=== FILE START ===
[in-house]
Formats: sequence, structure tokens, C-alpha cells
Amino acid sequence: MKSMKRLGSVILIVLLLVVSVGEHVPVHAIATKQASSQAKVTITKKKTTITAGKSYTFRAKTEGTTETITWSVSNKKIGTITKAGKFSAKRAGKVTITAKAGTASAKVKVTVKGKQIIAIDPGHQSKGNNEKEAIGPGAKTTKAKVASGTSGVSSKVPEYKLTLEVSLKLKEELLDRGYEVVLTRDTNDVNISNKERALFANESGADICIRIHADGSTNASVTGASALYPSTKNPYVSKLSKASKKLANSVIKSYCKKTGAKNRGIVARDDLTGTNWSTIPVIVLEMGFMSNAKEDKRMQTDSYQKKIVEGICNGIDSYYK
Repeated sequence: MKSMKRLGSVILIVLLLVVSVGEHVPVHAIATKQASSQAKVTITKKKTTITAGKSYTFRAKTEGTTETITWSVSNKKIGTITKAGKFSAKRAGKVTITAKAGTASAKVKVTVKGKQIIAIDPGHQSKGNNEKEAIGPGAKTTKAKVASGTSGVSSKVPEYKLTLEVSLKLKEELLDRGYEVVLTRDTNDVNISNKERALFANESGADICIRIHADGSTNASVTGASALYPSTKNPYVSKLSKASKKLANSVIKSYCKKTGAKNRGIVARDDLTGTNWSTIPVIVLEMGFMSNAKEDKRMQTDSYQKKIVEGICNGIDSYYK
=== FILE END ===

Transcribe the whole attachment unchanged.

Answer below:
[in-house]
Formats: sequence, structure tokens, C-alpha cells
Amino acid sequence: MKSMKRLGSVILIVLLLVVSVGEHVPVHAIATKQASSQAKVTITKKKTTITAGKSYTFRAKTEGTTETITWSVSNKKIGTITKAGKFSAKRAGKVTITAKAGTASAKVKVTVKGKQIIAIDPGHQSKGNNEKEAIGPGAKTTKAKVASGTSGVSSKVPEYKLTLEVSLKLKEELLDRGYEVVLTRDTNDVNISNKERALFANESGADICIRIHADGSTNASVTGASALYPSTKNPYVSKLSKASKKLANSVIKSYCKKTGAKNRGIVARDDLTGTNWSTIPVIVLEMGFMSNAKEDKRMQTDSYQKKIVEGICNGIDSYYK
Repeated sequence: MKSMKRLGSVILIVLLLVVSVGEHVPVHAIATKQASSQAKVTITKKKTTITAGKSYTFRAKTEGTTETITWSVSNKKIGTITKAGKFSAKRAGKVTITAKAGTASAKVKVTVKGKQIIAIDPGHQSKGNNEKEAIGPGAKTTKAKVASGTSGVSSKVPEYKLTLEVSLKLKEELLDRGYEVVLTRDTNDVNISNKERALFANESGADICIRIHADGSTNASVTGASALYPSTKNPYVSKLSKASKKLANSVIKSYCKKTGAKNRGIVARDDLTGTNWSTIPVIVLEMGFMSNAKEDKRMQTDSYQKKIVEGICNGIDSYYK